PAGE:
Report of a Case

A woman with cancer was receiving antiestrogen therapy, which caused dry skin and associated erythema and pruritus. When traveling, she carried her prescribed 385-mL bottle of ammonium lactate, 12%, cream in the standard 1-quart plastic bag, clearly labeled with the appropriate prescription information. Nonetheless, at an airport, the bottle was removed from her carry-on bag following x-ray screening for examination by a TSA agent, and the patient underwent ETDT on her hands.

She was flagged again on another flight when the bottle was spotted in the x-ray machine, and that second screening involved a full body pat-down in addition to the ETDT performed on the bottle and her hands. In addition, a sample was taken from the ammonium lactate moisturizer for analysis.

Before a third domestic flight, the patient placed the ammonium lactate container in her checked luggage with a TSA-approved lock, hoping to avoid delays. However, after arriving at her destination and opening her checked luggage, the patient discovered a printed card saying that the TSA had opened her bag and performed an ETDT.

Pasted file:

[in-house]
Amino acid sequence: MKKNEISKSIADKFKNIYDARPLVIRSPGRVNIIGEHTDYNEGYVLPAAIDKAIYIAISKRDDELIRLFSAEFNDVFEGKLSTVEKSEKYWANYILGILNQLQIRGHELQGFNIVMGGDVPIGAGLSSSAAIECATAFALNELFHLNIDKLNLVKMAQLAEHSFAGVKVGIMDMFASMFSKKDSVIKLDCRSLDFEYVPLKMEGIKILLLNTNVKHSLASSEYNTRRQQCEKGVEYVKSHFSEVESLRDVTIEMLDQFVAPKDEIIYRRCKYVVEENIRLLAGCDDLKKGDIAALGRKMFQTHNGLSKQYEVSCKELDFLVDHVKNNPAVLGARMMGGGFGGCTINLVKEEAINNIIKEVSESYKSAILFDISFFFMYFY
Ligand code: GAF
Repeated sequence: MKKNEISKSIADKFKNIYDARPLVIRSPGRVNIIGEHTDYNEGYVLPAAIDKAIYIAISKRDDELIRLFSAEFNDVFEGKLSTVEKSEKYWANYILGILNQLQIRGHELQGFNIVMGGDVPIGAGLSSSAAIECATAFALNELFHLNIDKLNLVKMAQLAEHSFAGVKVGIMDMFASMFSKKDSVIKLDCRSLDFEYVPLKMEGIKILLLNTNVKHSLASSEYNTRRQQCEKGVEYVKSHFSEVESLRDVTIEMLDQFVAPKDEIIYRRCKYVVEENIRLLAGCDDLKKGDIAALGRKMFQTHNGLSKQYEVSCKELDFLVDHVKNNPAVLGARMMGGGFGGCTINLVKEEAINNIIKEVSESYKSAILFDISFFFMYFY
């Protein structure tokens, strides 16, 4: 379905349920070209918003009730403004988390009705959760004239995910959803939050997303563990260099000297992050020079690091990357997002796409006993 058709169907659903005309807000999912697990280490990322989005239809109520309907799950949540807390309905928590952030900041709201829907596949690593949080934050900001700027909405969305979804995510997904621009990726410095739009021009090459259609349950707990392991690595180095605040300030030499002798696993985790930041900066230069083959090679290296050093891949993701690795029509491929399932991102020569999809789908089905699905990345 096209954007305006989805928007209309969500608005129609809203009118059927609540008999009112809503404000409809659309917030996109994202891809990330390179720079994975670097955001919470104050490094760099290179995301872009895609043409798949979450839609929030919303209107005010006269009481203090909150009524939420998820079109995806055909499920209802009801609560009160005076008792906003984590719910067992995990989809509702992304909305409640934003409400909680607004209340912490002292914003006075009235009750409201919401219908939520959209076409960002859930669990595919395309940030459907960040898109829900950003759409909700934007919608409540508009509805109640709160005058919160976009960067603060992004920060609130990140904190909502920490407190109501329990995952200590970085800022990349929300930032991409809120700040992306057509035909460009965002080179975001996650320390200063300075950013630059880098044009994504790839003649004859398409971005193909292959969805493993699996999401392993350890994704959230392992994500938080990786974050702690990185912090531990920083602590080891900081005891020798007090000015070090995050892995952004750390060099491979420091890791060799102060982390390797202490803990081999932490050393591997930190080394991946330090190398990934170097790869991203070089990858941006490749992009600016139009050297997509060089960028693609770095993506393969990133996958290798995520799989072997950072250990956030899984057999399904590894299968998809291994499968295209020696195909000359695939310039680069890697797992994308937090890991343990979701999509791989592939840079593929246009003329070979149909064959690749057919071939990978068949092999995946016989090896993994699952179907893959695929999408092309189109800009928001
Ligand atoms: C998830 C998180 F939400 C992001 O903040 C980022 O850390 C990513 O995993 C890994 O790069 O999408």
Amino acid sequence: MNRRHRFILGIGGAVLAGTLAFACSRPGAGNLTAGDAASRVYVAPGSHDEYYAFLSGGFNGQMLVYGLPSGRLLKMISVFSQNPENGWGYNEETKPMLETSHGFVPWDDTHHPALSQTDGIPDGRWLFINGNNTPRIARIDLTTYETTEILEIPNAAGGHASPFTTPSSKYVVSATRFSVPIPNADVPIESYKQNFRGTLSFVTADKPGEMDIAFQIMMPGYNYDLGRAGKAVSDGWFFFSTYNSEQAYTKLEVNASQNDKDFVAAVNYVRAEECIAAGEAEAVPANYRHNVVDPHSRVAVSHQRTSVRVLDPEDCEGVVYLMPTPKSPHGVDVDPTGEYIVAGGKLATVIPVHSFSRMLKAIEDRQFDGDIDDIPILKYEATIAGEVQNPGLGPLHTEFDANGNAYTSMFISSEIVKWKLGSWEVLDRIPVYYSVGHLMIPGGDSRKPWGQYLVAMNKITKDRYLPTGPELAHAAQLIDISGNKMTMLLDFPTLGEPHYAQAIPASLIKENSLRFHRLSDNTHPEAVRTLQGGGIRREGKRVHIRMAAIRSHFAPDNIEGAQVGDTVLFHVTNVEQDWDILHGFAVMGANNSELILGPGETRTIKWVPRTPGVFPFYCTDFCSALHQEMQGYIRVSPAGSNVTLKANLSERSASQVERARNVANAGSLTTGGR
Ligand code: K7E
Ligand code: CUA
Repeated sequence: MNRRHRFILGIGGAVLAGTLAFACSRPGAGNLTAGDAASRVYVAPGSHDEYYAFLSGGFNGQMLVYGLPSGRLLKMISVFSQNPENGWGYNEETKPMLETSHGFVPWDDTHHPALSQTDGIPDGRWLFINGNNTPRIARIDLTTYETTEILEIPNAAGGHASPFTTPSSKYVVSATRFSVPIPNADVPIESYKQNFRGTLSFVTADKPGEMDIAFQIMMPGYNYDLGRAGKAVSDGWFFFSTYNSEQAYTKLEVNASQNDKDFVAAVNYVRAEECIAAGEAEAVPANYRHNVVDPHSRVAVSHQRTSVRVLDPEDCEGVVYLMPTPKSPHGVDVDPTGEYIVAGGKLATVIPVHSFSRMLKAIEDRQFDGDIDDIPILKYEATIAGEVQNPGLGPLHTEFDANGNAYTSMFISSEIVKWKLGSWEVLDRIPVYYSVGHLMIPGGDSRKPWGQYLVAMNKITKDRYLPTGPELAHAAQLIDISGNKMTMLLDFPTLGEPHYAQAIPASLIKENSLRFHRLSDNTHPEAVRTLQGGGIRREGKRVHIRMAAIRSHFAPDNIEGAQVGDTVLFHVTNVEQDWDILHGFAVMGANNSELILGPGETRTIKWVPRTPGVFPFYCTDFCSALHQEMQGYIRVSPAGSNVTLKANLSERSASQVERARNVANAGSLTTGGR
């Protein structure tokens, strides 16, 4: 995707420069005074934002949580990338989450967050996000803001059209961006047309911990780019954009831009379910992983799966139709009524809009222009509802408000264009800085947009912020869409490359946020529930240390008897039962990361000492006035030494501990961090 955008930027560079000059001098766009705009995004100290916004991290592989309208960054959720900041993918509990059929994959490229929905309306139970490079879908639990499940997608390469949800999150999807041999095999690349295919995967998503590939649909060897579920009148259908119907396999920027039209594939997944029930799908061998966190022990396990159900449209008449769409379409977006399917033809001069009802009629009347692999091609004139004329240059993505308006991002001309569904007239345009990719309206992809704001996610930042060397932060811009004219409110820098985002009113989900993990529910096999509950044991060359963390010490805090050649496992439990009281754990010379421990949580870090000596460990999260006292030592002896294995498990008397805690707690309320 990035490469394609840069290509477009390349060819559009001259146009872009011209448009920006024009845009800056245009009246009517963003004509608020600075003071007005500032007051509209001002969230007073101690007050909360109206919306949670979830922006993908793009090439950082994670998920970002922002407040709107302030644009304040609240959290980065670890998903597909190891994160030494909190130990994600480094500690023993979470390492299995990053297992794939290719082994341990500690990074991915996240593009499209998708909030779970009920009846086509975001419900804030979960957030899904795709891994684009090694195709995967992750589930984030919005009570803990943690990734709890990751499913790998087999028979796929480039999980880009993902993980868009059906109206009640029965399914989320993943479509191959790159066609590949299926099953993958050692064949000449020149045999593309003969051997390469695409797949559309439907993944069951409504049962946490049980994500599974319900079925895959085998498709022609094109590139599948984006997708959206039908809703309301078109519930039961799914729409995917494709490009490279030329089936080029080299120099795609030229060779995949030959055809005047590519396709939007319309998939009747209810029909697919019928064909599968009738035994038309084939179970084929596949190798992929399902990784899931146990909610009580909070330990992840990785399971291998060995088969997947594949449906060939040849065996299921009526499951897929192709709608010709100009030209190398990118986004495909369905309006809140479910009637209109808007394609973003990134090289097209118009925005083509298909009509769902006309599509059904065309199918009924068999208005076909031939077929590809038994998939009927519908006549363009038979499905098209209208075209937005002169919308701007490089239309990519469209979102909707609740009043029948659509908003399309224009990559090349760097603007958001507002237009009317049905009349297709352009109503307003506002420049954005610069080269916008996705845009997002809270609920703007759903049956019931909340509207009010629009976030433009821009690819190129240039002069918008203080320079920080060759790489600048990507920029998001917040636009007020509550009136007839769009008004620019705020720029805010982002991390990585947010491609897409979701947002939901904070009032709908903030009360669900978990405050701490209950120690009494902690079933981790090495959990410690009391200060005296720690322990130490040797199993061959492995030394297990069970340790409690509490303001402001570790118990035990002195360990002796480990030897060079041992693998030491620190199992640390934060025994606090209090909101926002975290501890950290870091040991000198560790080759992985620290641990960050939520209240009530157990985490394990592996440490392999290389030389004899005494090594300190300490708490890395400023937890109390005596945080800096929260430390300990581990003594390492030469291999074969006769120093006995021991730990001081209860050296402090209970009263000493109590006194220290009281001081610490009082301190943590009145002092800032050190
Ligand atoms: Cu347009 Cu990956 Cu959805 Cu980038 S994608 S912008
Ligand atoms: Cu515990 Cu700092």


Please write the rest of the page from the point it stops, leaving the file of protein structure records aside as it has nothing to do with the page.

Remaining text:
Discussion

Ammonium is the salt form of the base ammonia, and for it to exist in stable form, it must be chemically combined with an acid. In the case of ammonium lactate, the acid is lactic acid, the compound forming one of thousands of harmless ammonium salts that are used extensively in cosmetics and everyday household items. However, the most common explosive form of ammonia is the nitrate salt ammonium nitrate. It is the combination with nitrate that is responsible for its explosive property and is the target of TSA scrutiny.